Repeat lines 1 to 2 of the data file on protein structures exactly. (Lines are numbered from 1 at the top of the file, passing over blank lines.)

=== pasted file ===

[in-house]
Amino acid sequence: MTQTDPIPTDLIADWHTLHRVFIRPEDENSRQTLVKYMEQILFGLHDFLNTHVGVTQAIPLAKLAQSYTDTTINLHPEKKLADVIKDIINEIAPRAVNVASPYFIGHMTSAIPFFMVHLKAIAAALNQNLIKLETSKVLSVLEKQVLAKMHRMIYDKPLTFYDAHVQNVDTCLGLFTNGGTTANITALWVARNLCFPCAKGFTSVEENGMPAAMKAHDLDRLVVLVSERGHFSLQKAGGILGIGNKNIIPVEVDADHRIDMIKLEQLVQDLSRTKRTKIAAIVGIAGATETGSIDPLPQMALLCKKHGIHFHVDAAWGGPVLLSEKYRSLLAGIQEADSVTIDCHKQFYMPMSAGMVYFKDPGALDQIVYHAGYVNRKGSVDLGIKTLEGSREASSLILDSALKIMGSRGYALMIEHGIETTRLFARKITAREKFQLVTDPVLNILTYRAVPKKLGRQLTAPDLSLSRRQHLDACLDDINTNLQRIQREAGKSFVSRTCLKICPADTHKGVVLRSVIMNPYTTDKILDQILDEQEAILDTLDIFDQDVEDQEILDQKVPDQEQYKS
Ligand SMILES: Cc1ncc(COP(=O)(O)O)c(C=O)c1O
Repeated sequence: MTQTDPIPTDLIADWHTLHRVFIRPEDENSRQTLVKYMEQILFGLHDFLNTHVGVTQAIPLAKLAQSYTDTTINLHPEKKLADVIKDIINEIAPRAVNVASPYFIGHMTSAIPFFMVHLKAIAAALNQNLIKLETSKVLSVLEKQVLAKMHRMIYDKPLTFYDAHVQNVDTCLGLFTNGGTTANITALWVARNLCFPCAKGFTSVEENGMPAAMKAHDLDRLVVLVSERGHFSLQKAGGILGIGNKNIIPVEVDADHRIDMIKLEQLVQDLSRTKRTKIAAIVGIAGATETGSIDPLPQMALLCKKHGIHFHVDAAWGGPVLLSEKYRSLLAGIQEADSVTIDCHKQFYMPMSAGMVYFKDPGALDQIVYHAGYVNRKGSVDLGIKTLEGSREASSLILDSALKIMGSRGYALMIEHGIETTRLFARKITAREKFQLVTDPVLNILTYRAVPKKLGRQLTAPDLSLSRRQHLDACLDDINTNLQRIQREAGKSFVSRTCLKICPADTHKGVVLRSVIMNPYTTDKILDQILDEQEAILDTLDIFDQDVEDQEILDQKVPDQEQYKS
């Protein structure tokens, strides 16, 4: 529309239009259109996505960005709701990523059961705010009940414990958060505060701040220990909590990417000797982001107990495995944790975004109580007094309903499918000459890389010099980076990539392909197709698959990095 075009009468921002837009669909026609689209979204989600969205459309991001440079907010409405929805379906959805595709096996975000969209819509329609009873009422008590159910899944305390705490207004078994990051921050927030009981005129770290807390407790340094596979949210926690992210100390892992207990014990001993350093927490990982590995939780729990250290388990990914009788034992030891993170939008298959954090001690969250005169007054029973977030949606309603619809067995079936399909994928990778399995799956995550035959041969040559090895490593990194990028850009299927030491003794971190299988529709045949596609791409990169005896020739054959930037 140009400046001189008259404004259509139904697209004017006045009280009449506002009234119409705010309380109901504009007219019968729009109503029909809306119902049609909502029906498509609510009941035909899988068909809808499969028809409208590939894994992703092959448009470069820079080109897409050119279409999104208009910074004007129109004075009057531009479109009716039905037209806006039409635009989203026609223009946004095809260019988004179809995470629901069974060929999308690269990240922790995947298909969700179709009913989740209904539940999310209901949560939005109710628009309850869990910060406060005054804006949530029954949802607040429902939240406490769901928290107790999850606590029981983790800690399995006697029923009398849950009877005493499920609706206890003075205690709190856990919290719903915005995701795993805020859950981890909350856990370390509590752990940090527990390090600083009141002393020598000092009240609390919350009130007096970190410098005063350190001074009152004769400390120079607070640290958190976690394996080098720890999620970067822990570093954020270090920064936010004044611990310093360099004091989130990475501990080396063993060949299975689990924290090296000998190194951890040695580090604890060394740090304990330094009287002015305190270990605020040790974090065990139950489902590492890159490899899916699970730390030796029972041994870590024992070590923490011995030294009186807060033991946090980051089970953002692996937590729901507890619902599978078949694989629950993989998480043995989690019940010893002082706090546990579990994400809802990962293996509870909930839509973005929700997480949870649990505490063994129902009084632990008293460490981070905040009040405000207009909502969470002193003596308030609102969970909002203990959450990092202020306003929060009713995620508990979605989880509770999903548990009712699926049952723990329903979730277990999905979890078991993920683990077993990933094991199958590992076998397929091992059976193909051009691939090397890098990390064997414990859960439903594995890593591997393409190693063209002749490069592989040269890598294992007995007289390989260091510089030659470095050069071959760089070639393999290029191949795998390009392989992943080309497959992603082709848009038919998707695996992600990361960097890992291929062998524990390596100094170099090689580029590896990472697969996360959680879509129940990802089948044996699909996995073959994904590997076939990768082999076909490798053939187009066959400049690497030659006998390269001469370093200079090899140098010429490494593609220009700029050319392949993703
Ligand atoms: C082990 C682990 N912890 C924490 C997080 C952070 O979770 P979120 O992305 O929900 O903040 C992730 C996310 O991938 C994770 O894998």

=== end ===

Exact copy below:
[in-house]
Amino acid sequence: MTQTDPIPTDLIADWHTLHRVFIRPEDENSRQTLVKYMEQILFGLHDFLNTHVGVTQAIPLAKLAQSYTDTTINLHPEKKLADVIKDIINEIAPRAVNVASPYFIGHMTSAIPFFMVHLKAIAAALNQNLIKLETSKVLSVLEKQVLAKMHRMIYDKPLTFYDAHVQNVDTCLGLFTNGGTTANITALWVARNLCFPCAKGFTSVEENGMPAAMKAHDLDRLVVLVSERGHFSLQKAGGILGIGNKNIIPVEVDADHRIDMIKLEQLVQDLSRTKRTKIAAIVGIAGATETGSIDPLPQMALLCKKHGIHFHVDAAWGGPVLLSEKYRSLLAGIQEADSVTIDCHKQFYMPMSAGMVYFKDPGALDQIVYHAGYVNRKGSVDLGIKTLEGSREASSLILDSALKIMGSRGYALMIEHGIETTRLFARKITAREKFQLVTDPVLNILTYRAVPKKLGRQLTAPDLSLSRRQHLDACLDDINTNLQRIQREAGKSFVSRTCLKICPADTHKGVVLRSVIMNPYTTDKILDQILDEQEAILDTLDIFDQDVEDQEILDQKVPDQEQYKS